Professor Paul Gollan puts forward the pros and cons for devolving the HR function to line managers.
For HRM to be taken seriously, HRM managers should give it away. One of the reasons for devolving HR to the line are cost-cutting imperatives, as devolvement would see HR departments becoming smaller. The increasing turbulence organisations face increases the significance of line managers’ roles in managing people… and addresses some of the criticisms of the HR profession. First, that HR managers are not commercially astute and as such their decisions are based on principles that are good in theory but irrelevant to business needs or difficult or inappropriate to implement. Second, because HR is tasked to ensure that employment regulation is followed, it is often seen as constraining the ability of managers to make autonomous decisions. A third line of criticism is that HR is often slow to respond.
As such, devolving some of the HR responsibilities to line managers would enable faster decision-making that is in line with business reality. And because line managers occupy a unique position between the strategic apex and the operating core of organisations they are able to influence strategic and operational priorities. Thus devolvement results in higher levels of motivation and more effective control of employees and sharpens line managers’ decision-making skills and thus prepares them for higher level positions. The HCCP Survey in South Korea, for example, found that line managers’ involvement in HRM creates a strong HR climate by delivering distinctive, consistent and consensus-enhancing messages to employees.
There are noted disadvantages to devolving HR responsibility to front-line managers. On the one hand, line managers are keen to take on HR responsibilities but on the other, they are ineffective in completing HR responsibilities and delivering value. In particular, a gap has been established between espoused and enacted HR practices: the former are designed by the organisation to contribute to the achievement of the business strategy whereas the latter are implemented and may differ from the intended ones. The gap between espoused and enacted practices is common and may result because line managers may lack the skills necessary to perform HR responsibilities, have insufficient interest for people management, have conflicting priorities and a heavy workload.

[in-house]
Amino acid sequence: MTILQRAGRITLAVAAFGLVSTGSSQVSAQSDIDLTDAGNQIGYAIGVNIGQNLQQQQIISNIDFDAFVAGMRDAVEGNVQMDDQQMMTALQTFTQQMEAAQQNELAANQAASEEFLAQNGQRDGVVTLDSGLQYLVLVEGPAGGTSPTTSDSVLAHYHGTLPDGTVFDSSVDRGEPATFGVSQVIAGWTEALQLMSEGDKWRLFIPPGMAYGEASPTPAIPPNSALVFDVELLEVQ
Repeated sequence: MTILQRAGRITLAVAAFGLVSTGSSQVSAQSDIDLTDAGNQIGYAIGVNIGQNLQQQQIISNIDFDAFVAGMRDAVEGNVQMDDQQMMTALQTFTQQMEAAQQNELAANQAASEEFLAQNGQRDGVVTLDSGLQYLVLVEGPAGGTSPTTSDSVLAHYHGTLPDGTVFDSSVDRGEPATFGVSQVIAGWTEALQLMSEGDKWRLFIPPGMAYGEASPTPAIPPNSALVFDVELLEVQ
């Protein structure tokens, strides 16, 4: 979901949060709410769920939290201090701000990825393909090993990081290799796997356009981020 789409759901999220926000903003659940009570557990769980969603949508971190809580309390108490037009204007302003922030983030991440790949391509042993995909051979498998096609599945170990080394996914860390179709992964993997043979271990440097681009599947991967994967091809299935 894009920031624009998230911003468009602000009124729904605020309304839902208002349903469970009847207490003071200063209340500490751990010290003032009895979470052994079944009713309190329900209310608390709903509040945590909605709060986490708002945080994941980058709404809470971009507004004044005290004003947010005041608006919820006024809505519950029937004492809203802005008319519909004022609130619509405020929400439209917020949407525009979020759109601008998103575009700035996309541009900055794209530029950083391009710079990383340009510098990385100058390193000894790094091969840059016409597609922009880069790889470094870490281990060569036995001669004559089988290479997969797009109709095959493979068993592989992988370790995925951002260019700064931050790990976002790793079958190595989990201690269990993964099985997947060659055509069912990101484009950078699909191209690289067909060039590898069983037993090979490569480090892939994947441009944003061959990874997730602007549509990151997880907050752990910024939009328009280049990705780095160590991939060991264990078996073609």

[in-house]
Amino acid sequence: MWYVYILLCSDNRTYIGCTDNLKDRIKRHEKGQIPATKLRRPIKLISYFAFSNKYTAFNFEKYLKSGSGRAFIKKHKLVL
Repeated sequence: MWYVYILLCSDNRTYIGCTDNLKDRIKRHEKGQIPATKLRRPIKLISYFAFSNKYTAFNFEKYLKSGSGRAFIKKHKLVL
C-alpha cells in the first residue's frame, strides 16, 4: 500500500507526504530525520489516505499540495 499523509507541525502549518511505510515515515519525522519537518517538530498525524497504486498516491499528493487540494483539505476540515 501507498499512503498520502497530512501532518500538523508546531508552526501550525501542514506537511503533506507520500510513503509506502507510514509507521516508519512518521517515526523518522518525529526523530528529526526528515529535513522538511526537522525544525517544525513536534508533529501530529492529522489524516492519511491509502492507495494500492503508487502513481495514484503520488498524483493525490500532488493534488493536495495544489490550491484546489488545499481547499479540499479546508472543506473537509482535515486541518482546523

To ensure the success of devolving HR to the line, line managers must be given training and support from HR specialists so that costly mistakes can be avoided. Overall devolvement is not about HR versus line managers but a partnership, where operational aspects of HR are handled by line managers whereas strategic aspects remain within the HR function. HR has primary responsibility for activities that involve interactions with external stakeholders (such as unions) and activities that involve long-term planning.
In contrast, line managers are primarily responsible for day-to-day people management activities such as disciplinary action, coaching, performance management and promotion decisions.
If we accept that the relationship between HR and middle managers is one of ‘partnership’ as opposed to a ‘trade-off’ then the HR function should be organised in such a manner that HR professionals and line managers work closely with one another.
The full article was first published in the December 2015/January 2016 issue of HRMonthly magazine as ‘Should HR give it away?’. AHRI members receive HRMonthly 11 times per year as part of their membership. Find out more about AHRI membership here.